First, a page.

When my daughter was around six months old, we followed the general rule of thumb and started her on solids. And by solids, I mean mashed up food that was considered “solid” but was really just mush. After seeing the cost of store-bought pouches, and without having to do much of a payback analysis (the numbers were that obvious) I immediately decided I was going to buy a baby hand blender and do it myself. After one week of attempting to keep up with cooking, mashing, and properly storing the food, I gave up. While the payback analysis made sense, my own human nature sold me out. We’ve been using pouches ever since.
Payback analysis calculates how long it will take for you to be paid back for a specific investment. This can be used as a comparison to the status quo, or to decide between two or more options.
The Economic Principle:
One of the ways businesses can calculate a return on investment – commonly referred to as ROI in business speak – is to use payback analysis. It’s the simplest form of ROI and is especially relevant for investments that relate to expense savings, as opposed to investments that produce income.
When businesses look at payback analysis, they mainly apply it to determine how long a particular investment (say machinery) will take to pay the business back for the investment in the first place. In the case of a finite investment – meaning, perhaps they know a particular piece of machinery will only last a certain amount of time, the business may also want to determine whether the cost they pay today is worth it to invest, given the expected lifespan.
Why Payback Analysis can be Valuable in Running Your Home:
For our purposes, let’s apply this to something more relevant to the household and analyze the decision to buy a fancy coffee machine that uses coffee pods, versus buying your coffee at a brand-name coffee chain. I like this example because, for the most part, it’s no additional work for you to pop a coffee pod into the machine than it is to order your drink, rather than grinding beans, having to wash out a coffee pot, etc. In fact, you may be saving time, since you’re preparing it at home and not having to travel out of your way to the coffee shop.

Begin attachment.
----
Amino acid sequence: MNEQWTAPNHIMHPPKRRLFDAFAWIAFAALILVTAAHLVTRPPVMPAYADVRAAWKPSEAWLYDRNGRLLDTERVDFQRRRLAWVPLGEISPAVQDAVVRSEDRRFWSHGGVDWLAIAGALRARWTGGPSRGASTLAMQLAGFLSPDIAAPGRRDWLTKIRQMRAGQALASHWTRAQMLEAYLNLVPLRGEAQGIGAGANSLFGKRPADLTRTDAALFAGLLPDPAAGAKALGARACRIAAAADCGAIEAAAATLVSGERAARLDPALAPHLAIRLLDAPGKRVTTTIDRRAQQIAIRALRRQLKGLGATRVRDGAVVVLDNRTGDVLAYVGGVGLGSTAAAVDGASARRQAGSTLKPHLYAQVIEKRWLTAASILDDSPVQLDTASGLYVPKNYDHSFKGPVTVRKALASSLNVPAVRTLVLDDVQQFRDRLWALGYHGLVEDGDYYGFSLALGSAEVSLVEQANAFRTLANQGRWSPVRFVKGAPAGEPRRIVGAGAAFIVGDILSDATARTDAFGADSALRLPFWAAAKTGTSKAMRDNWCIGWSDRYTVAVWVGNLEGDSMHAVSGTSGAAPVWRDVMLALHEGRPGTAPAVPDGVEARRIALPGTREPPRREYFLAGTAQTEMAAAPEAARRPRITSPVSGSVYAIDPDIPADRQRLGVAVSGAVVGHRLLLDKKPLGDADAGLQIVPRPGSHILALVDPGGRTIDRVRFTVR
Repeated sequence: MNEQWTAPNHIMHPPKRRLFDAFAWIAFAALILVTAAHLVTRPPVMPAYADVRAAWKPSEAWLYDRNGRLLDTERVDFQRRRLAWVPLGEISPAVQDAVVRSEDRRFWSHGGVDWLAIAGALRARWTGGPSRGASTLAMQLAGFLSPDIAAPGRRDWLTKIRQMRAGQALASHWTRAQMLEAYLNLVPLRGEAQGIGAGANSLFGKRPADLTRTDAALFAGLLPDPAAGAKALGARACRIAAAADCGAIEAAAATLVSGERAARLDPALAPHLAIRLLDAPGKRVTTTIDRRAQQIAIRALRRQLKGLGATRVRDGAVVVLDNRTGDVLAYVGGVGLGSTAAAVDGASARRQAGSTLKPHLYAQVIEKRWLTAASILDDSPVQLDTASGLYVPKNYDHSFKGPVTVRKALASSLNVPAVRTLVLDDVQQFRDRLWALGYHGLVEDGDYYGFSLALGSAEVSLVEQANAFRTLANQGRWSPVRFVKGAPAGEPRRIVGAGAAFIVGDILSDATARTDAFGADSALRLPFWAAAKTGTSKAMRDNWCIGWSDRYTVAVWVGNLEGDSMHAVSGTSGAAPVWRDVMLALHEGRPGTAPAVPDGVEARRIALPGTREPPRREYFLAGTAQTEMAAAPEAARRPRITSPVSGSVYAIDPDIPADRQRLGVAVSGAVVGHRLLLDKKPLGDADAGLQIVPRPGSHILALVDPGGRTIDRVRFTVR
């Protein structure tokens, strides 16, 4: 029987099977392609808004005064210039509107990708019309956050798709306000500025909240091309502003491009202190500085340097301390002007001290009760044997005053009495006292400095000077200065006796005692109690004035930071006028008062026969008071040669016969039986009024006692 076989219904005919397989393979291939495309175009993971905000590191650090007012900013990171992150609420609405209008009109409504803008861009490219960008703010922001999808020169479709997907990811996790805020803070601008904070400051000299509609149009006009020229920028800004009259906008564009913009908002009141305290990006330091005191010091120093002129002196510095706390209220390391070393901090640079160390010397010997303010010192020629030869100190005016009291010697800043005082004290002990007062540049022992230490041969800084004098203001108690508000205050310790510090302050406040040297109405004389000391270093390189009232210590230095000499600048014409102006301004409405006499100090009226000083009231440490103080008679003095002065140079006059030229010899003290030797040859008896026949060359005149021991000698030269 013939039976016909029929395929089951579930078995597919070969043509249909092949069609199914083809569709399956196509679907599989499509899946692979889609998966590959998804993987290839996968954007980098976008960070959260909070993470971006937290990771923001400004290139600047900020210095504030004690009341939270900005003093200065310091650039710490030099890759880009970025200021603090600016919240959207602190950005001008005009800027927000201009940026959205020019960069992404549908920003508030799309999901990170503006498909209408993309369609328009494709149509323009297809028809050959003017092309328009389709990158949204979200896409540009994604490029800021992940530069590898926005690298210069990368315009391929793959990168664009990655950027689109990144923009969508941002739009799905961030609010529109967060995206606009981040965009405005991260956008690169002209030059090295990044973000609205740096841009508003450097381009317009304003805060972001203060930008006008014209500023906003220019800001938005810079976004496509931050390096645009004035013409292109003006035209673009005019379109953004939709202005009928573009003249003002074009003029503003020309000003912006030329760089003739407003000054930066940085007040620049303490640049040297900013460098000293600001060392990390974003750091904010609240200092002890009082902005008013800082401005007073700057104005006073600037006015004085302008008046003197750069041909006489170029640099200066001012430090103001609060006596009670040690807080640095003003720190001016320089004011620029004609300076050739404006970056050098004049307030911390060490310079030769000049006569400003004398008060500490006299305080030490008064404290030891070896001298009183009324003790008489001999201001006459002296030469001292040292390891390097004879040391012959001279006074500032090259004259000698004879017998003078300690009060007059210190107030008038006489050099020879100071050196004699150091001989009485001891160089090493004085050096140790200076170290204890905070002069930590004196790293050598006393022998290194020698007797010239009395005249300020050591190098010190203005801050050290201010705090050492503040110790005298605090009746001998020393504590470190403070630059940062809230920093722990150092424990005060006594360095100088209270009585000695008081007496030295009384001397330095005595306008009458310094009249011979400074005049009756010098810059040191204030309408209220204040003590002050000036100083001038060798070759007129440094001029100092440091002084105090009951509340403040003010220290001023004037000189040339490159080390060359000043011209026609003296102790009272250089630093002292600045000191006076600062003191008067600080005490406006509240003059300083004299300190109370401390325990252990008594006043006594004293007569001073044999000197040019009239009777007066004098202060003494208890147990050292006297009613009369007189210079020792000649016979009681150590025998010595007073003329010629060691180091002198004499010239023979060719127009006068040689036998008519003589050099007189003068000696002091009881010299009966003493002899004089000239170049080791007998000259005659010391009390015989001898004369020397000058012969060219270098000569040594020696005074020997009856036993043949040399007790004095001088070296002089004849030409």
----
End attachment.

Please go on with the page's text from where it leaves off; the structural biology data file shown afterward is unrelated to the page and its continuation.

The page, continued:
I’m going to use round numbers here, but the analysis can be done in the same way using your actual prices. I’m going to make the following assumptions, regarding costs:
Coffee Machine – $150
Coffee Pod – A pack costs $15 for 24 pods, which equates to a cost of $0.625 per pod
Cup of Coffee from a Coffee Shop – $2.15
Cups of Coffee per Day – 2
How to Calculate the Payback Period:
We’ve got our inputs, now let’s calculate our output – how long will it take to pay back our investment? Your initial output is simply the machine, which we know is $150. You drink two cups a day, which equates to $1.25 per day in pods. Two cups of coffee-shop coffee a day will cost you $4.30 per day. By using the coffee pods, your savings per day would be $3.05.
Now you just take $150 and divide it by the daily savings amount of $3.05 to get the number of days it will take to pay back your initial investment – 49 days. That’s under two months. Kind of makes the decision easy, if you ask me!
Slight variations to the inputs will give you different payback periods, but the analysis is always done the same way.
Variation 1 – The coffee machine is very expensive, say $350. The calculation would be: $350 / $3.05 = 115 days, or almost 4 months.
Variation 2 – Instead of two cups of coffee a day, you drink three. The calculation would be: $150 / $4.58 = 33 days.
Even if you only get one year of use out of the coffee machine, though it will likely last far longer, you have paid back your investment quickly and saved additional funds over the course of that one year.
As with opportunity cost, payback analysis can be a helpful tool in your decision-making process. Payback analysis focuses on costs, so this analysis is best run on purely financial decisions, as opposed to decisions where subjective factors can be significant. Other examples of this could include: buying a water filtration device rather than bottled water, buying a new computer if you are losing business opportunities or productivity because your old computer is no longer functioning well, and buying a Peloton rather than going to spin class three days a week.
I started this post with an anecdote that is also a reminder – take note of the human condition. If you are not predisposed to make a drastic change in habits, even if the payback makes the decision an easy one on paper, then the investment is a waste.